I celebrated one year of being a type 2 diabetic on February 8 this year. I am happy to say my blood sugar levels are stable, my cholesterol levels are normal and my mood is pretty cheerful. Oh, some days are not so great, but nothing to get worked up over.

I’ve always believed in looking for the silver lining in any situation and this time there was no exception. Here’s what I did:

  • Last year, when I participated in the April A to Z Challenge with two blogs, I wrote about living with type 2 diabetes on my health blog
  • I’ve started another blog called Life hacks for Diabetics where I share tips for living with diabetes. My goal is to help others sharing what I’ve learned. It can be so lonely sometimes to tackle it on our own
  • The biggest challenge is snacking, so I am constantly on the lookout for healthy recipes. I have a pretty good collection now
  • I am working on a series of books about Diabetes – awareness is key with this condition and I want to do my bit.

Perhaps the biggest benefit of being diagnosed with type 2 diabetes is this: my husband and son have now consciously switched to a healthy lifestyle. I am so grateful to them for buddying up with me. Support is so important when dealing with a health issue.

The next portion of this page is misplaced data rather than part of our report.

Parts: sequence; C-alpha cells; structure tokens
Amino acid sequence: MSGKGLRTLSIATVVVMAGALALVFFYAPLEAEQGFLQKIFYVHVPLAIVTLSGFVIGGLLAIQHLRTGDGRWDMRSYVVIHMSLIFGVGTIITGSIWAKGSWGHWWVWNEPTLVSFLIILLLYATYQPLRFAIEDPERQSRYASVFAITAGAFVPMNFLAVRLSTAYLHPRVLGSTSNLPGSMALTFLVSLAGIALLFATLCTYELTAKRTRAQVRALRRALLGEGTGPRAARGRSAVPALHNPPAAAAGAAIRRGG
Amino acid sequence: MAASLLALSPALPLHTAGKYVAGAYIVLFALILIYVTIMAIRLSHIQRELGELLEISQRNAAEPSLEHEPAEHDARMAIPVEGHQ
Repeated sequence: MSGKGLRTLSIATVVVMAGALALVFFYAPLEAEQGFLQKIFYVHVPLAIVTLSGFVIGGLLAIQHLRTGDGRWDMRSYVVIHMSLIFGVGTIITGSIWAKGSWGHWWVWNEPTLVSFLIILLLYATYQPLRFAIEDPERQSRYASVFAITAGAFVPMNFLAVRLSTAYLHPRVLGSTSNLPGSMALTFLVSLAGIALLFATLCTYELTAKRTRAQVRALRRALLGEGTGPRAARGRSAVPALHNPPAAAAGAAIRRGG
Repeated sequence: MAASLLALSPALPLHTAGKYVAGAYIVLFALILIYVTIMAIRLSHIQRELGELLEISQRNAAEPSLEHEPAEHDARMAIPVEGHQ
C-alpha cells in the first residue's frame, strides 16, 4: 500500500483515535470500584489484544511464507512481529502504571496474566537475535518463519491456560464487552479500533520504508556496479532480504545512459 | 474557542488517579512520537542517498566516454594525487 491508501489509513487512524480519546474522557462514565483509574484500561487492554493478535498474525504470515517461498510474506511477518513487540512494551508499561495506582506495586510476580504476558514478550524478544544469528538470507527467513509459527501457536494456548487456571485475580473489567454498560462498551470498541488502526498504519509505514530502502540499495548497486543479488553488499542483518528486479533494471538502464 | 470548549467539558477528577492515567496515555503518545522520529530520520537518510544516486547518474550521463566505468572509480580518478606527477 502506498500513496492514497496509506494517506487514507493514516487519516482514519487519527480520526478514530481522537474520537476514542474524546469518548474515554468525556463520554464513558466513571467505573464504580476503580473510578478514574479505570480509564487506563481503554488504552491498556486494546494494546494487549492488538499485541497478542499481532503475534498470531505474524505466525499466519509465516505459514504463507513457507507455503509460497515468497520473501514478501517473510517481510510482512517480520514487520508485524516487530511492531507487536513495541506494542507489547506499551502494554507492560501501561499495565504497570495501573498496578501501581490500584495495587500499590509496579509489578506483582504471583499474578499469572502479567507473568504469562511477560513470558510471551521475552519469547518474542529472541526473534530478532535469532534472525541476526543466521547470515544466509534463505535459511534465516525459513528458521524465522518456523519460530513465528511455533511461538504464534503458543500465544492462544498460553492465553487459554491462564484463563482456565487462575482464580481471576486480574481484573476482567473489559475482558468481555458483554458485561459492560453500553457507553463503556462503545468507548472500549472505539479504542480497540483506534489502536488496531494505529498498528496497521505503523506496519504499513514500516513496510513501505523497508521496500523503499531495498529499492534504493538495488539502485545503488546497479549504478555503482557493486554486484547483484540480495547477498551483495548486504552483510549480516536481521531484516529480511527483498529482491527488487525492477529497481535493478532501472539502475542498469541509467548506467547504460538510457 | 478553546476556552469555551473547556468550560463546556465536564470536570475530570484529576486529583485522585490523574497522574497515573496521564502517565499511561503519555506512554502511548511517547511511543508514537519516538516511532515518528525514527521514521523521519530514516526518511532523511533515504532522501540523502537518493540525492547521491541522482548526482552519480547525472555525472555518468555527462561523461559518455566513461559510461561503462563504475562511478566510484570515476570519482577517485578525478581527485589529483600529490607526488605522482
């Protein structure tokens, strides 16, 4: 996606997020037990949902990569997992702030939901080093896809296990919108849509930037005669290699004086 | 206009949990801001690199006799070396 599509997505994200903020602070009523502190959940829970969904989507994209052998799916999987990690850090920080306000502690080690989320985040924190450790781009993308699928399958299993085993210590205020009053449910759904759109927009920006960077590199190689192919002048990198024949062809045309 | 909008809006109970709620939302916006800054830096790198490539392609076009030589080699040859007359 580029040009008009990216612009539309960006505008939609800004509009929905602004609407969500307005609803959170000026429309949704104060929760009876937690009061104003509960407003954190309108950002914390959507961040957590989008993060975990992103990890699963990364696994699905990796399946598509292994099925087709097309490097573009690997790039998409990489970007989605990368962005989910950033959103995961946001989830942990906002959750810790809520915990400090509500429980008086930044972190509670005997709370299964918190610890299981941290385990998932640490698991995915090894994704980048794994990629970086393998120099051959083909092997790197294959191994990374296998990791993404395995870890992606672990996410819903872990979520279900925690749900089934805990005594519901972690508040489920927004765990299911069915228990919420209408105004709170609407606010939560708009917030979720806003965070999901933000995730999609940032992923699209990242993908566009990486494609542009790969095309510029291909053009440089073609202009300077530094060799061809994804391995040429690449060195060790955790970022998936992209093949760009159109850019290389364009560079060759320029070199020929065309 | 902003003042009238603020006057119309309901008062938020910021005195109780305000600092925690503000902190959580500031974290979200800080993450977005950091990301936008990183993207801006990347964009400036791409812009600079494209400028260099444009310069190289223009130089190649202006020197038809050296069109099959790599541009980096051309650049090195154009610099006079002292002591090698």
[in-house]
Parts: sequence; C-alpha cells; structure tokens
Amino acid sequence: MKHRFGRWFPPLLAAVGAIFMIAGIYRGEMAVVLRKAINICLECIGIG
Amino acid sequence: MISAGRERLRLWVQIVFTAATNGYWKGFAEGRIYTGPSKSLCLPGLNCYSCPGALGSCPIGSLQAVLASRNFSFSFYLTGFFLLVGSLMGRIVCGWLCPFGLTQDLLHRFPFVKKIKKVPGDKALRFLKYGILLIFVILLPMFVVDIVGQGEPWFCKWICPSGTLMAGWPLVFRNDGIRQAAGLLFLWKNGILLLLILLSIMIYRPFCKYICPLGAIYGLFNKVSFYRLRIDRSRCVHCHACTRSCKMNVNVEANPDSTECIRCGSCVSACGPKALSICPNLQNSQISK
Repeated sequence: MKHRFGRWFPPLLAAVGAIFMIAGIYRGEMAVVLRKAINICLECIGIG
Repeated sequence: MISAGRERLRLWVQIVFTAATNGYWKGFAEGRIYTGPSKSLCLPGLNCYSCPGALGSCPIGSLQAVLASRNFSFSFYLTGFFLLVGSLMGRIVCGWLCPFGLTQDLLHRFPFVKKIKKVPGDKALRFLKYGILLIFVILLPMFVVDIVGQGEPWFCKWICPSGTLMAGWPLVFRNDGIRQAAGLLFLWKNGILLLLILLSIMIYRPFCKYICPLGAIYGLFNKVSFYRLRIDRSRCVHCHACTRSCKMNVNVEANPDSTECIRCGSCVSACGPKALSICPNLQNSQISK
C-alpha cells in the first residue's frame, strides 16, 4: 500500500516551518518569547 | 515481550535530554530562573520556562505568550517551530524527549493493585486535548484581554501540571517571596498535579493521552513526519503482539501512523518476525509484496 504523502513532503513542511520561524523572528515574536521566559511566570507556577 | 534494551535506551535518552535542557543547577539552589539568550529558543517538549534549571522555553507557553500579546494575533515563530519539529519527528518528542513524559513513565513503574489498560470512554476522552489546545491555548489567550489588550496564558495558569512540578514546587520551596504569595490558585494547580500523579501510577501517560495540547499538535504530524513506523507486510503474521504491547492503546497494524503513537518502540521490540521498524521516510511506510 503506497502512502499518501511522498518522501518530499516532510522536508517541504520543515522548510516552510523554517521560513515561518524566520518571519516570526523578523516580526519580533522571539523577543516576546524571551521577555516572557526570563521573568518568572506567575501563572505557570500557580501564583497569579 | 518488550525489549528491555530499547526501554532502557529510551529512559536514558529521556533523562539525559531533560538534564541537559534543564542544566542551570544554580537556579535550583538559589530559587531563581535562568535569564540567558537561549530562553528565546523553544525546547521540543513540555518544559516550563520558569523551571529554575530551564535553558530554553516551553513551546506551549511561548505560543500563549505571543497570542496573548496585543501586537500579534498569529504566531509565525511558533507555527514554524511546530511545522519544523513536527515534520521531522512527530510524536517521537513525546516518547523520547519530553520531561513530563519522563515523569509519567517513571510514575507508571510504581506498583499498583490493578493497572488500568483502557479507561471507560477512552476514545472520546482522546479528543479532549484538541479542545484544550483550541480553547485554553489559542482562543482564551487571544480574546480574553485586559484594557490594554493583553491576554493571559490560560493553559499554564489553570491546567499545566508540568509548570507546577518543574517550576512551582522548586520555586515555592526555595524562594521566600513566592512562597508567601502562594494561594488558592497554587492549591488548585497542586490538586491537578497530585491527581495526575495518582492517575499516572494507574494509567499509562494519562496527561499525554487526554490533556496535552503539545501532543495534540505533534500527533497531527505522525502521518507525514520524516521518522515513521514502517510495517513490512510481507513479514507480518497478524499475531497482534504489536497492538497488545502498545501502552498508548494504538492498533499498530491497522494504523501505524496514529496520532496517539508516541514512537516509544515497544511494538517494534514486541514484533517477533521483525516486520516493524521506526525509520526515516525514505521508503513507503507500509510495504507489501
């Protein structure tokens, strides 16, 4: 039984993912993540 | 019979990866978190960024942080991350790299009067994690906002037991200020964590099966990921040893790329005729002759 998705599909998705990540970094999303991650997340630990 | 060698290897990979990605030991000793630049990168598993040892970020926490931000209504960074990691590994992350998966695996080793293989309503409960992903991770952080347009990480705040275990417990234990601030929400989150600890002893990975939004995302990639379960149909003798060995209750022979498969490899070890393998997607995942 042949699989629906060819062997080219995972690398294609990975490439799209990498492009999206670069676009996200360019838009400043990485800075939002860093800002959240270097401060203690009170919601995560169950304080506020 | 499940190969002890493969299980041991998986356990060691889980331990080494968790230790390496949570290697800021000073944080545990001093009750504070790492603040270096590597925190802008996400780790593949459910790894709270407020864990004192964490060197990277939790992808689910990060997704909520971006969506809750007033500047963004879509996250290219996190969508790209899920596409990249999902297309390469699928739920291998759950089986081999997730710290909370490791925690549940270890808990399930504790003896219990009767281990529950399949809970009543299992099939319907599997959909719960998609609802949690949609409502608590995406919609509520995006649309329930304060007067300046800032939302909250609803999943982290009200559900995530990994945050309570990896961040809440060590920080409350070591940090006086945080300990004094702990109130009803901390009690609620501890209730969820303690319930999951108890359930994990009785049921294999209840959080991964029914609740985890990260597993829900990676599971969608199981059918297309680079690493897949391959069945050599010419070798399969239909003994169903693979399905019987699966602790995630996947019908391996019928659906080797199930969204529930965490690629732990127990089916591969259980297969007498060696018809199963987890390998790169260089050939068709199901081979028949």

I remember how, after we got the reports a year ago, we sat down for a quick conference to make a plan of action. We made a list of nonnegotiables and a standard shopping list to make sure certain things were always available at home.

Yes, I am grateful for diabetes at the age of 50. This is a time when each one of us should consciously live healthy anyway and for me it was a wake-up call to remind me. I’m lucky to work from home, which means no commuting stress, no getting held up at work and coming home late. So I drive my folks crazy at home, but they assure me they love it.

Today I am fitter, healthier and in control of my health. So maybe my eyesight is getting worse, I have skin issues and some neurological problems – but hey, things could be a lot worse!